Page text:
Then, the next day I met Jerry Shelton, whose accordion artistry I had heard with the Shep Fields Orchestra. During the next 14 months," Myron continues, "we played shows sometimes only a half-mile from the active front lines. We really wowed the troops. The G.I. audience was simply the greatest! They truly appreciated our acts and style of entertainment."
When WWII ended in Europe, Myron came home. He married Berdyne August 19, 1945. Sadly, he died less than a month before their 60th anniversary in 2005.
In 1946, Floren began to play with a group called the "Buckeye Four" in St. Louis. He was doing five network shows a week, in addition to teaching and other appearances. In March 1950, the Florens were celebrating Berdyne's birthday at the Casa Loma Ballroom in St. Louis where the Welk orchestra was appearing. Lawrence recognized Myron in the audience and invited him to come up on stage to play the accordion. Myron related the incident in his usual modest fashion, "I had a lot of friends there, and I got a big hand. Lawrence came over to our table during the intermission and offered me a job with the band.
"Lawrence was doing one-nighters all over the country and a radio show on Friday nights over ABC. This opportunity led to shows in New York and Los Angeles and many points in between. In the fall of 1950, we did a show on the Dumont TV Network in New York. Shows were still in black and white. From there, we went to Los Angeles, doing shows on KTLA. Our audience at the Aragon Ballroom in Santa Monica grew from 300 to 3,000 in just four weeks. Our future seemed rosy, indeed. I was earning $20 a night from Lawrence Welk."
When in 1955, the Dodge Motor Company searched for a summer replacement for one of their TV shows, the Champagne Music Makers were among the three groups under consideration. Welk was chosen and his orchestra appeared in the Dodge spotlight on ABC-TV for the next 12 years. After that, Welk's advisors offered the show to some 600 TV stations in syndication, which was a new concept at the time.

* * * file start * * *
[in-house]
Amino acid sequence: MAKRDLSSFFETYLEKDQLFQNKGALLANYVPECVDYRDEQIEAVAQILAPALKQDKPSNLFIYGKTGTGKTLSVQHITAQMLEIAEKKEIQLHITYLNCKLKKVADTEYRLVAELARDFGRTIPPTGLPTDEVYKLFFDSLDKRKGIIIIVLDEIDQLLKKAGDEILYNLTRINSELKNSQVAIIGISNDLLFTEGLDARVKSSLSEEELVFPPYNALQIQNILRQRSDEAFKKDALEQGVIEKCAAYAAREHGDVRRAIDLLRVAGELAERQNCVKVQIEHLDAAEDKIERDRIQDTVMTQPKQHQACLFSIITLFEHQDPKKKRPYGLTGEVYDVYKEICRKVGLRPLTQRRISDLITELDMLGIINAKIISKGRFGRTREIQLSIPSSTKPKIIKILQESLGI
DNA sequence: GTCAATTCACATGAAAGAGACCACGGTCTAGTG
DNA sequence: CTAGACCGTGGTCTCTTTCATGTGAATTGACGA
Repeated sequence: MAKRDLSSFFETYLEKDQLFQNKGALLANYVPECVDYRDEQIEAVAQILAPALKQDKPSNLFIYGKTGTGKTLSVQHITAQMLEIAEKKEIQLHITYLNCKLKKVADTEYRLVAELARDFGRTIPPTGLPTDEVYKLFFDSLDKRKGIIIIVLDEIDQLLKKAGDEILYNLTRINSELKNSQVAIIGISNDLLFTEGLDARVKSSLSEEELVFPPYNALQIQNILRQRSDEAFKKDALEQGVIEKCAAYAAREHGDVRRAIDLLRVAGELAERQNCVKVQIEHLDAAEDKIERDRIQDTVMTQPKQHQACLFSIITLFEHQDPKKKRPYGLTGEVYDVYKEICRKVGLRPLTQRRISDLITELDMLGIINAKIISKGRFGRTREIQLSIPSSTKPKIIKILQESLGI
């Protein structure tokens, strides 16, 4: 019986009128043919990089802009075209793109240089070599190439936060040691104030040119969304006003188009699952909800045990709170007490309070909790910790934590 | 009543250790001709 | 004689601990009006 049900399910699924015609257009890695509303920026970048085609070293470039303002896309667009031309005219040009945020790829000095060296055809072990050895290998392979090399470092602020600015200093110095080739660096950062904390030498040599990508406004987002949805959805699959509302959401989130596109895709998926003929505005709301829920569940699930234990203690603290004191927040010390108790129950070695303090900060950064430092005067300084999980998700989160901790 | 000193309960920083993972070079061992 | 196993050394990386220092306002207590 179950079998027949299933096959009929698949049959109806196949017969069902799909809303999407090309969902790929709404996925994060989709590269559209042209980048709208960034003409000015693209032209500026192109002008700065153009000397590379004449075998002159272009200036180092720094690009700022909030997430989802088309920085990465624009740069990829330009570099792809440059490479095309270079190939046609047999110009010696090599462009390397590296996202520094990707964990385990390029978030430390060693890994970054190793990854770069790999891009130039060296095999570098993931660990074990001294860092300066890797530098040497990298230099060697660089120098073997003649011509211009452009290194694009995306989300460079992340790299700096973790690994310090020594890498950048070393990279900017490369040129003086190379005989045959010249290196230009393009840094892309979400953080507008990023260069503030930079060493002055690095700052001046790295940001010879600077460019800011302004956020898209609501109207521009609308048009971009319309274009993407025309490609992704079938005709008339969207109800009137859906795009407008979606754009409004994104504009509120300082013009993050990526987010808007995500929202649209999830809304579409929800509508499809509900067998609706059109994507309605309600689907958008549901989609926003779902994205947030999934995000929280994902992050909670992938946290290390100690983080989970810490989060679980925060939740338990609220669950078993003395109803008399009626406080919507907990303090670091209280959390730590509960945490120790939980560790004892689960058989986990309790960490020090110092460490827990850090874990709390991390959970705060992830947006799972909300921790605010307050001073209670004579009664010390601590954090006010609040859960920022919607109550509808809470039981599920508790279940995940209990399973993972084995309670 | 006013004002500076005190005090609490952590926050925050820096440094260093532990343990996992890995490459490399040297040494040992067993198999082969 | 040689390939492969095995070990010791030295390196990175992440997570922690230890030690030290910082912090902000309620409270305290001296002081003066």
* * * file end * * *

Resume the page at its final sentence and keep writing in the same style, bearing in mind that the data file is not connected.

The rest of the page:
To their delight, more than 400 stations clamored for the show. In the fall of 1967, the Champagne Music Makers smoothly transitioned from ABC to syndication. The original 180 ABC stations turned into a total of 275 TV stations, comprised of 100 ABC affiliates and the rest from CBS and NBC, exposing the show to even greater audiences.
"Ratings were higher than ever," Floren continues. "For 31 years, we appeared weekly on network television. My friends often said jokingly that I had the best known accordion on television and the flashiest ring - a present from Berdyne on our 25th wedding anniversary."
In a 1995 statement, Myron noted, "Over the years the Welk Show featured Charles Magnante, Art Van Damme, Bill Palmer, Bill Hughes, Frank Marocco, Johnny LaPadula, Frank Yankovic and many others. Whether you appreciated their various styles or not doesn't really matter. The show kept the accordion in front of the public. The show also popularized the beautiful instrument loved by accordion aficionados everywhere, and it paved the way for so many talented young artists who are well known today - perhaps even famous - because of opportunities afforded through the efforts of Lawrence Welk."
After 32 years on the various networks, the Welk Show took on yet another dimension in 1981 when it became a regular weekly attraction on Public Broadcasting Stations. Myron continues to be seen in reruns of the Welk Show regularly slotted on weekly PBS, still bringing his happy accordion music into millions of homes.
Until very recently, the "Happy Norwegian," as Myron was fondly nicknamed, traveled as much as 150,000 miles annually playing some 150 special engagements and appearing with other Welk performers at the Welk Resort in Branson, Missouri and other venues. Myron loved the grueling schedule. "Making people happy keeps me young," he often said, as he played his accordion with unparalleled ease. He loved every moment of creating those toe-tapping melodies to delight his fans. Myron's concert appearances earned him a solid reputation as one of the country's most sought-after entertainers.
The respect of one's peers is the greatest measure of a person's achievement and Myron was indeed esteemed by his colleagues. Thus in 1992, the Confederation Internationale des Accordionistes (CIA) bestowed their Merit Award on Floren, at its Congress in Trossingen, Germany, in recognition of his outstanding contribution to the international accordion movement. In 1996, the American Accordionists' Association honored Floren as the widely acclaimed star of the ongoing Lawrence Welk TV Show.